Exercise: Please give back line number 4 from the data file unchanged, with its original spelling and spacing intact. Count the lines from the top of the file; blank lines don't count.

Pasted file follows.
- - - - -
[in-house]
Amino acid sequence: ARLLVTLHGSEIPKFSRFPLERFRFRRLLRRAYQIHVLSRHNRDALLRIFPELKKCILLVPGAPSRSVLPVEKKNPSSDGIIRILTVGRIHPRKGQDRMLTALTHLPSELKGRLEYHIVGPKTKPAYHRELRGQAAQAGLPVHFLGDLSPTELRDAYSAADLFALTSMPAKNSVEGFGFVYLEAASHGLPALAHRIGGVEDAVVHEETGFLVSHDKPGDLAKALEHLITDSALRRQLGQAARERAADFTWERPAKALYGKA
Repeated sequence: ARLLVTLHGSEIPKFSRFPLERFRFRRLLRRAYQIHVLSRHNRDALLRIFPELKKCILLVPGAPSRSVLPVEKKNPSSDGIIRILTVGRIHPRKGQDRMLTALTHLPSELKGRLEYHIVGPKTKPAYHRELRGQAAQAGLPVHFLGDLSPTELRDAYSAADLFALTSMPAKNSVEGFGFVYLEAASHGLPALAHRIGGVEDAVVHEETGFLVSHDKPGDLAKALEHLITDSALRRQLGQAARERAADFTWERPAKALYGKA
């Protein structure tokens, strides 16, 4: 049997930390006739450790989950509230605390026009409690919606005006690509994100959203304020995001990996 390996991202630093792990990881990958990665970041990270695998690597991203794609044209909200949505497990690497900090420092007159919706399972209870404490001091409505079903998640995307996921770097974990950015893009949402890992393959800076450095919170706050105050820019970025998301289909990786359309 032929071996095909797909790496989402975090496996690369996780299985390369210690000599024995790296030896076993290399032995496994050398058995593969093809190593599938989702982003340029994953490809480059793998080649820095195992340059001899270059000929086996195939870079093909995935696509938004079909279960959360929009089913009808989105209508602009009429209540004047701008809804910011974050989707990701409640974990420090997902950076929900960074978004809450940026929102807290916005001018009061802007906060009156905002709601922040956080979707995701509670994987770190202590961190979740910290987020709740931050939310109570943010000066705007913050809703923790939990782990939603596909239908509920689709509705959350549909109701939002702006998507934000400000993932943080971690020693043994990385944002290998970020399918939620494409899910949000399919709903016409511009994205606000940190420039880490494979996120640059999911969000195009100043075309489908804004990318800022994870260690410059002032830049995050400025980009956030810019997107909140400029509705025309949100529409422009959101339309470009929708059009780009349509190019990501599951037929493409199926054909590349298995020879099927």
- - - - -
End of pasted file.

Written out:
């Protein structure tokens, strides 16, 4: 049997930390006739450790989950509230605390026009409690919606005006690509994100959203304020995001990996 390996991202630093792990990881990958990665970041990270695998690597991203794609044209909200949505497990690497900090420092007159919706399972209870404490001091409505079903998640995307996921770097974990950015893009949402890992393959800076450095919170706050105050820019970025998301289909990786359309 032929071996095909797909790496989402975090496996690369996780299985390369210690000599024995790296030896076993290399032995496994050398058995593969093809190593599938989702982003340029994953490809480059793998080649820095195992340059001899270059000929086996195939870079093909995935696509938004079909279960959360929009089913009808989105209508602009009429209540004047701008809804910011974050989707990701409640974990420090997902950076929900960074978004809450940026929102807290916005001018009061802007906060009156905002709601922040956080979707995701509670994987770190202590961190979740910290987020709740931050939310109570943010000066705007913050809703923790939990782990939603596909239908509920689709509705959350549909109701939002702006998507934000400000993932943080971690020693043994990385944002290998970020399918939620494409899910949000399919709903016409511009994205606000940190420039880490494979996120640059999911969000195009100043075309489908804004990318800022994870260690410059002032830049995050400025980009956030810019997107909140400029509705025309949100529409422009959101339309470009929708059009780009349509190019990501599951037929493409199926054909590349298995020879099927």